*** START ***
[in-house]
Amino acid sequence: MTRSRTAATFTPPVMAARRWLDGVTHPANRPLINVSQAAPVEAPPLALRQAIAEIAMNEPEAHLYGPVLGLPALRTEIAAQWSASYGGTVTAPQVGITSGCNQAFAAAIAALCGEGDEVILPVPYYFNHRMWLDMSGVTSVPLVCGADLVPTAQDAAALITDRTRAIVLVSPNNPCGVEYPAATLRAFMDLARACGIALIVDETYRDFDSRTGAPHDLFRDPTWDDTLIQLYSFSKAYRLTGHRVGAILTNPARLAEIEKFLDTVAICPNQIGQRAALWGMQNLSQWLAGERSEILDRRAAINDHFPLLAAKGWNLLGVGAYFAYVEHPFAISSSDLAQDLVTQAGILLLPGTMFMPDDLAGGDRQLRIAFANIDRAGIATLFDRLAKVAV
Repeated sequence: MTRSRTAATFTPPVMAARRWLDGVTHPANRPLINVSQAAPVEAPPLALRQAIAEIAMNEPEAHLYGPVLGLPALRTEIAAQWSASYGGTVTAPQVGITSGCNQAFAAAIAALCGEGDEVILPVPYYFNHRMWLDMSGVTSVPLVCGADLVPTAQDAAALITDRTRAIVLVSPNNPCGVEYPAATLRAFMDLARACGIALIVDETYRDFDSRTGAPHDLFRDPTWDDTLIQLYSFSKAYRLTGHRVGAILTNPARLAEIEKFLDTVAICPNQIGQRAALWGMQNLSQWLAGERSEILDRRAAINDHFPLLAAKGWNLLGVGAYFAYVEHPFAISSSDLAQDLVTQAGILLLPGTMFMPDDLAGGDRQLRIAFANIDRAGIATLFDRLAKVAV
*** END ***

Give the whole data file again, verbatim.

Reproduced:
[in-house]
Amino acid sequence: MTRSRTAATFTPPVMAARRWLDGVTHPANRPLINVSQAAPVEAPPLALRQAIAEIAMNEPEAHLYGPVLGLPALRTEIAAQWSASYGGTVTAPQVGITSGCNQAFAAAIAALCGEGDEVILPVPYYFNHRMWLDMSGVTSVPLVCGADLVPTAQDAAALITDRTRAIVLVSPNNPCGVEYPAATLRAFMDLARACGIALIVDETYRDFDSRTGAPHDLFRDPTWDDTLIQLYSFSKAYRLTGHRVGAILTNPARLAEIEKFLDTVAICPNQIGQRAALWGMQNLSQWLAGERSEILDRRAAINDHFPLLAAKGWNLLGVGAYFAYVEHPFAISSSDLAQDLVTQAGILLLPGTMFMPDDLAGGDRQLRIAFANIDRAGIATLFDRLAKVAV
Repeated sequence: MTRSRTAATFTPPVMAARRWLDGVTHPANRPLINVSQAAPVEAPPLALRQAIAEIAMNEPEAHLYGPVLGLPALRTEIAAQWSASYGGTVTAPQVGITSGCNQAFAAAIAALCGEGDEVILPVPYYFNHRMWLDMSGVTSVPLVCGADLVPTAQDAAALITDRTRAIVLVSPNNPCGVEYPAATLRAFMDLARACGIALIVDETYRDFDSRTGAPHDLFRDPTWDDTLIQLYSFSKAYRLTGHRVGAILTNPARLAEIEKFLDTVAICPNQIGQRAALWGMQNLSQWLAGERSEILDRRAAINDHFPLLAAKGWNLLGVGAYFAYVEHPFAISSSDLAQDLVTQAGILLLPGTMFMPDDLAGGDRQLRIAFANIDRAGIATLFDRLAKVAV